On Thursday, a Palestinian woman was killed when Israeli tank shells hit her home east of Khan Younis in the southern Gaza Strip, according to the southern city’s Nasser Hospital. The woman was identified by the hospital as Zeina al­Amour, 54. Palestinian media also reported that a number of people were injured in a series of Israeli airstrikes in the area of Rafah on Thursday, also in the southern Gaza Strip. The IAF confirmed its aircraft hit four military posts belonging to Hamas, the de facto rulers of the Palestinian enclave, Thursday afternoon.

Also Thursday, Defense Minister Moshe Ya’alon warned Hamas that Israel would not tolerate any attempts to disrupt the lives of its citizens. “Terrorist elements in the Gaza Strip need to know that if they try to disrupt our lives, they will be delivered a severe blow,” he said at a service to mark the end of Holocaust Remembrance Day. “We will not tolerate a return to a routine of shooting and attempts to harm our civilians and soldiers. We will take firm action with an iron fist, as we have in the past few days, against the terrorist organizations in the Strip, led by Hamas, which is responsible for the shooting and incidents in Gaza.”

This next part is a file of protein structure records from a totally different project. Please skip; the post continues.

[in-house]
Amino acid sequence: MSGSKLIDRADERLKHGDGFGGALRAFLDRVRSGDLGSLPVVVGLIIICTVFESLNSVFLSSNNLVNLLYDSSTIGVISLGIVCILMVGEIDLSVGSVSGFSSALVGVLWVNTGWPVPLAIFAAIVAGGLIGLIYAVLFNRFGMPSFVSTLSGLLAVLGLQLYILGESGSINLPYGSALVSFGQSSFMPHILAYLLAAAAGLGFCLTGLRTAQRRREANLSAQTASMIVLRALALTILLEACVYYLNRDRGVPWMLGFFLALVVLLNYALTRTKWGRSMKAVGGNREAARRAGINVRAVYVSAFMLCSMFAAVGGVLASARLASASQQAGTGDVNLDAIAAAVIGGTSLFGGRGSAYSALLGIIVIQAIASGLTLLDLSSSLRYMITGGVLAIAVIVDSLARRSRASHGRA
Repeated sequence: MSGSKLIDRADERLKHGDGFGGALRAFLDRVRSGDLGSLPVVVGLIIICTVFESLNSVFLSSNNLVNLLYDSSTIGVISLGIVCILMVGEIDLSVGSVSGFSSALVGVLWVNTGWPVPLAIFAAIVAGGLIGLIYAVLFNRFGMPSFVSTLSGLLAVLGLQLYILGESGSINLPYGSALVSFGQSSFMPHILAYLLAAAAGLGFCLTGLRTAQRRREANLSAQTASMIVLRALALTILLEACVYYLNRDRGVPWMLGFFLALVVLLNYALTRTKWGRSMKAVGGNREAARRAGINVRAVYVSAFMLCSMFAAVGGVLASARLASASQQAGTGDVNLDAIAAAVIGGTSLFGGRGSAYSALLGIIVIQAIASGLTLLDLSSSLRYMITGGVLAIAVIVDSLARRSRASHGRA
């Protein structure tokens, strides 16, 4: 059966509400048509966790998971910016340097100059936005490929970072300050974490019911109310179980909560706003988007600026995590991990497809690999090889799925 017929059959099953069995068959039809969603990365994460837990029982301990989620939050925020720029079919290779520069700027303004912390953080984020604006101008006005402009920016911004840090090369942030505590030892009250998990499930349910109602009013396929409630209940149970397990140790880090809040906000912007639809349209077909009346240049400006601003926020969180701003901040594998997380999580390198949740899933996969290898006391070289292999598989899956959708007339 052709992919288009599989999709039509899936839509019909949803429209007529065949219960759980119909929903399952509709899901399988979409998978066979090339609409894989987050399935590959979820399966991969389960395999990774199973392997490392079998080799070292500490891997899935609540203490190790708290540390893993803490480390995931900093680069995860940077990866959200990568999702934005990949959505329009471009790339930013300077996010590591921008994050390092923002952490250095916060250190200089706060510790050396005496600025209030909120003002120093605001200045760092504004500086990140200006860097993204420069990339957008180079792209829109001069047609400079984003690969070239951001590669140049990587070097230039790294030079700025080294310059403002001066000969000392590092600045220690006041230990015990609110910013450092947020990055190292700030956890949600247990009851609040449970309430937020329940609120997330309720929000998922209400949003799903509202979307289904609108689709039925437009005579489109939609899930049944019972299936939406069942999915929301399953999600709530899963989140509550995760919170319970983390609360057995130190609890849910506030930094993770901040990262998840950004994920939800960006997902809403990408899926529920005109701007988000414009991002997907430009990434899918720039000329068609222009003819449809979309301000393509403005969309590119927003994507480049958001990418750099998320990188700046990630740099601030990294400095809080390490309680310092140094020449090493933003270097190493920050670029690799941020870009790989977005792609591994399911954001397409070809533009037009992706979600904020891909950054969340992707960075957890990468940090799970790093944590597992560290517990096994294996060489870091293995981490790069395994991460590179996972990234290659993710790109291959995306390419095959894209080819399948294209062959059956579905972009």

Earlier in the day, the IDF revealed that it had discovered another Hamas attack tunnel burrowing into Israeli territory from the Gaza Strip. It was the second such tunnel discovered in a month. The second tunnel, which is slated to be destroyed in the coming days, is 28 meters (90 feet) deep and was located just a few kilometers from the location of another tunnel discovered and destroyed last month, the army said. Despite the increased tension along the border with Gaza in recent weeks, the years since the 2014 conflict, known as Operation Protective Edge, have been the quietest in over a decade, in terms of rocket fire and attacks coming from the coastal enclave.

AFP and Judah Ari Gross contributed to this report